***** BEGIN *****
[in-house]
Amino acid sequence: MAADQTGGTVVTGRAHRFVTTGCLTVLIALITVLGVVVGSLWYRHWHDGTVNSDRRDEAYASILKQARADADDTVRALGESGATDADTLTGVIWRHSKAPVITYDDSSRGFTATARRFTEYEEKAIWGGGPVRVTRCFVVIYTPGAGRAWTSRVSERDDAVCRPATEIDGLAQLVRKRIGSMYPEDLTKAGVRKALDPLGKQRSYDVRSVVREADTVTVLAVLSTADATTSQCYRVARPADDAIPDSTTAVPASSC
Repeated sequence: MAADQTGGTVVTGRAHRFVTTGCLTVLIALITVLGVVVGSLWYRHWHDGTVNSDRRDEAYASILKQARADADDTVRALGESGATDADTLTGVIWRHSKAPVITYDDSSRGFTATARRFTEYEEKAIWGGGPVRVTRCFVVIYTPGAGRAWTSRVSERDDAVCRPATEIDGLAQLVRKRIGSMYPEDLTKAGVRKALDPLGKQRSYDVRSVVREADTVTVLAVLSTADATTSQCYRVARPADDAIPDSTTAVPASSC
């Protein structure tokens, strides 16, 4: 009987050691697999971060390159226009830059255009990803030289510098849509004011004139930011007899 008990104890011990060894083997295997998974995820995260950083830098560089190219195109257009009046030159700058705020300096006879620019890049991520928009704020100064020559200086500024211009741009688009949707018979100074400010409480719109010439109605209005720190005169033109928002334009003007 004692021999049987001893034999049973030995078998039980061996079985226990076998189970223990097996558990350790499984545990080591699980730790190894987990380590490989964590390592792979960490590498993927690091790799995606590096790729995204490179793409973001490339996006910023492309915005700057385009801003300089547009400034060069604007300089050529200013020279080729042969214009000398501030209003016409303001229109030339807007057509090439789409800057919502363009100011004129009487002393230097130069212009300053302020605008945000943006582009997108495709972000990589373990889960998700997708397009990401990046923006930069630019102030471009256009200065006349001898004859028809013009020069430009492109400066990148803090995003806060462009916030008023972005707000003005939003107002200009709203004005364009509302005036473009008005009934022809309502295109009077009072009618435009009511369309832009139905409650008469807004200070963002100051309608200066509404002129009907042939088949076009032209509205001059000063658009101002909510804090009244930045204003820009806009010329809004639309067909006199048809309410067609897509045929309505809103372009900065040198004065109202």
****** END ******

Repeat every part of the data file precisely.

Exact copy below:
[in-house]
Amino acid sequence: MAADQTGGTVVTGRAHRFVTTGCLTVLIALITVLGVVVGSLWYRHWHDGTVNSDRRDEAYASILKQARADADDTVRALGESGATDADTLTGVIWRHSKAPVITYDDSSRGFTATARRFTEYEEKAIWGGGPVRVTRCFVVIYTPGAGRAWTSRVSERDDAVCRPATEIDGLAQLVRKRIGSMYPEDLTKAGVRKALDPLGKQRSYDVRSVVREADTVTVLAVLSTADATTSQCYRVARPADDAIPDSTTAVPASSC
Repeated sequence: MAADQTGGTVVTGRAHRFVTTGCLTVLIALITVLGVVVGSLWYRHWHDGTVNSDRRDEAYASILKQARADADDTVRALGESGATDADTLTGVIWRHSKAPVITYDDSSRGFTATARRFTEYEEKAIWGGGPVRVTRCFVVIYTPGAGRAWTSRVSERDDAVCRPATEIDGLAQLVRKRIGSMYPEDLTKAGVRKALDPLGKQRSYDVRSVVREADTVTVLAVLSTADATTSQCYRVARPADDAIPDSTTAVPASSC
């Protein structure tokens, strides 16, 4: 009987050691697999971060390159226009830059255009990803030289510098849509004011004139930011007899 008990104890011990060894083997295997998974995820995260950083830098560089190219195109257009009046030159700058705020300096006879620019890049991520928009704020100064020559200086500024211009741009688009949707018979100074400010409480719109010439109605209005720190005169033109928002334009003007 004692021999049987001893034999049973030995078998039980061996079985226990076998189970223990097996558990350790499984545990080591699980730790190894987990380590490989964590390592792979960490590498993927690091790799995606590096790729995204490179793409973001490339996006910023492309915005700057385009801003300089547009400034060069604007300089050529200013020279080729042969214009000398501030209003016409303001229109030339807007057509090439789409800057919502363009100011004129009487002393230097130069212009300053302020605008945000943006582009997108495709972000990589373990889960998700997708397009990401990046923006930069630019102030471009256009200065006349001898004859028809013009020069430009492109400066990148803090995003806060462009916030008023972005707000003005939003107002200009709203004005364009509302005036473009008005009934022809309502295109009077009072009618435009009511369309832009139905409650008469807004200070963002100051309608200066509404002129009907042939088949076009032209509205001059000063658009101002909510804090009244930045204003820009806009010329809004639309067909006199048809309410067609897509045929309505809103372009900065040198004065109202």